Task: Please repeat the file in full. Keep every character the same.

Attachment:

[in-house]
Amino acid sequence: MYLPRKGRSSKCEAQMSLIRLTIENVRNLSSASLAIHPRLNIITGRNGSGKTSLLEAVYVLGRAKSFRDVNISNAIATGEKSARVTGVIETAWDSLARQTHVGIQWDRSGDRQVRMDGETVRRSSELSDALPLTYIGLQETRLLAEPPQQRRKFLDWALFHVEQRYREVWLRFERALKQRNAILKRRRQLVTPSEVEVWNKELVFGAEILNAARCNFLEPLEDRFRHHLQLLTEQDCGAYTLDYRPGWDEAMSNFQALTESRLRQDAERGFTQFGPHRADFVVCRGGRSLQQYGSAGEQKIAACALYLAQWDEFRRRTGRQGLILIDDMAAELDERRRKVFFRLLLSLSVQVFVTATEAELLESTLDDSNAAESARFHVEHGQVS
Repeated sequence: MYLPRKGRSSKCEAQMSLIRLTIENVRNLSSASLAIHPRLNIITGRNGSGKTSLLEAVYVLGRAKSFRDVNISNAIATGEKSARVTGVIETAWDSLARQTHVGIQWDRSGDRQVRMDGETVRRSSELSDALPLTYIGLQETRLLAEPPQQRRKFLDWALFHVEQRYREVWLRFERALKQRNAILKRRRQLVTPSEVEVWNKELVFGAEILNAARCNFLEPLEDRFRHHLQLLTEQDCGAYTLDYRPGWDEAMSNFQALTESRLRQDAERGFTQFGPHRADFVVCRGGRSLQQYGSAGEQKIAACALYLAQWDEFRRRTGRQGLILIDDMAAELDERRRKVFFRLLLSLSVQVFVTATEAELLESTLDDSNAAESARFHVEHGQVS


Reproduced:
[in-house]
Amino acid sequence: MYLPRKGRSSKCEAQMSLIRLTIENVRNLSSASLAIHPRLNIITGRNGSGKTSLLEAVYVLGRAKSFRDVNISNAIATGEKSARVTGVIETAWDSLARQTHVGIQWDRSGDRQVRMDGETVRRSSELSDALPLTYIGLQETRLLAEPPQQRRKFLDWALFHVEQRYREVWLRFERALKQRNAILKRRRQLVTPSEVEVWNKELVFGAEILNAARCNFLEPLEDRFRHHLQLLTEQDCGAYTLDYRPGWDEAMSNFQALTESRLRQDAERGFTQFGPHRADFVVCRGGRSLQQYGSAGEQKIAACALYLAQWDEFRRRTGRQGLILIDDMAAELDERRRKVFFRLLLSLSVQVFVTATEAELLESTLDDSNAAESARFHVEHGQVS
Repeated sequence: MYLPRKGRSSKCEAQMSLIRLTIENVRNLSSASLAIHPRLNIITGRNGSGKTSLLEAVYVLGRAKSFRDVNISNAIATGEKSARVTGVIETAWDSLARQTHVGIQWDRSGDRQVRMDGETVRRSSELSDALPLTYIGLQETRLLAEPPQQRRKFLDWALFHVEQRYREVWLRFERALKQRNAILKRRRQLVTPSEVEVWNKELVFGAEILNAARCNFLEPLEDRFRHHLQLLTEQDCGAYTLDYRPGWDEAMSNFQALTESRLRQDAERGFTQFGPHRADFVVCRGGRSLQQYGSAGEQKIAACALYLAQWDEFRRRTGRQGLILIDDMAAELDERRRKVFFRLLLSLSVQVFVTATEAELLESTLDDSNAAESARFHVEHGQVS